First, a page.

Attorney wants out of animal cruelty case

An attorney representing a Whidbey woman accused of animal cruelty no longer wants her as a client.

An attorney representing a North Whidbey woman accused of multiple counts of animal cruelty no longer wants her as a client, according to court documents.

Lawrence Delay, a Friday Harbor attorney, filed a motion on Aug. 18 in Island County Superior Court for leave of court to terminate representation of Kristi Finch.

The case has attracted much public attention, spawning a new animal welfare group and a revision of animal welfare code by Island County officials. Many people have been watching the criminal trial closely, appearing in court and observing online.

Prosecutors charged Finch in Island County Superior Court earlier this year with two counts of animal cruelty in the first degree, five counts of animal cruelty in the second degree and tampering with a witness. The charges concern two emaciated horses found dead on her property late last year as well as other animals that were neglected, charging documents allege.

Earlier this month, Judge Christon Skinner agreed with a prosecutor’s request to order the forfeiture of horses, dogs, cats, pigs and chinchillas taken from Finch’s farm by law enforcement. The dogs and cats will be available for adoption at Whidbey Animals’ Improvement Foundation shelter.

In his recent motion, Delay cited a court rule that allows a lawyer to withdraw from representing someone in court when the lawyer and client have a “fundamental disagreement.” He wrote that he received dozens of communications by email from Finch that illustrated a difference of opinion about the defense strategy.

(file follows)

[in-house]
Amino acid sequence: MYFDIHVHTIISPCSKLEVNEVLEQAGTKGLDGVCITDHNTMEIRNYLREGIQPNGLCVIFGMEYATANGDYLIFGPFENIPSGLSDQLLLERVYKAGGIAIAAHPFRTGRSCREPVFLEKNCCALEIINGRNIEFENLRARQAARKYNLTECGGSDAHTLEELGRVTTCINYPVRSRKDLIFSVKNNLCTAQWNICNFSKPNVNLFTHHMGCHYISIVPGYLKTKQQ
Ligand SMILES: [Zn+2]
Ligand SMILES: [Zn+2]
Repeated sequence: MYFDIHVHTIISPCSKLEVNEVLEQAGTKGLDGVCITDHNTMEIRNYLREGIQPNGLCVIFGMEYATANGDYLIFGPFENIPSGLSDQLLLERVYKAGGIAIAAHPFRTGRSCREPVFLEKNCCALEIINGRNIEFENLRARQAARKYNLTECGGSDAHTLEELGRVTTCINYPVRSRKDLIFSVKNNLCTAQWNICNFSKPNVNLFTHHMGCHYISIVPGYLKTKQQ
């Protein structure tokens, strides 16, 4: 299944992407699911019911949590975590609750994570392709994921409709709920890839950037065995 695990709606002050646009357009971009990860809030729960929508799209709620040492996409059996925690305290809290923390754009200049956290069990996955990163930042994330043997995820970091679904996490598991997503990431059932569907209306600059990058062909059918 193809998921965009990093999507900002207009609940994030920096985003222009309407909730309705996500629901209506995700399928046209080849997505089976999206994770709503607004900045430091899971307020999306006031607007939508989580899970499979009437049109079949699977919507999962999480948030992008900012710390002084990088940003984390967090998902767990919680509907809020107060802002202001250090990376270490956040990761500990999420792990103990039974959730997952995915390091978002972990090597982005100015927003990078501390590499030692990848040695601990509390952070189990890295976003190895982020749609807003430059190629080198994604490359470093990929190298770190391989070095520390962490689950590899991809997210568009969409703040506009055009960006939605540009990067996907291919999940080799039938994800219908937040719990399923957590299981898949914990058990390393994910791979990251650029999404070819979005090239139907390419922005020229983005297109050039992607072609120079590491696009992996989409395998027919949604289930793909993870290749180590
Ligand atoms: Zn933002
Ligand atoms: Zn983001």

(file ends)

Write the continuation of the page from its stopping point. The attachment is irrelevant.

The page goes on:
“However, since the conclusion of the forfeiture hearing, that difference has become significant and prevents us from moving forward to present a unified defense,” Delay wrote.

The judge will hear the motion to withdraw at a Sept. 5 hearing.

Delay is the second public defender assigned to represent Finch. The first attorney withdrew because of a conflict of interest, which resulted in a delay of the trial.

Finch has successfully defended against an animal cruelty charge in the past.

In 2009, Skagit County prosecutors charged Finch with animal cruelty and transporting or confining animals in an unsafe manner. Animal control seized 39 dogs from her, according to a Skagit Valley Herald story.

She avoided the felony charge and pleaded guilty to two counts of transporting or confining animals in an unsafe manner, which is a misdemeanor, according to court documents.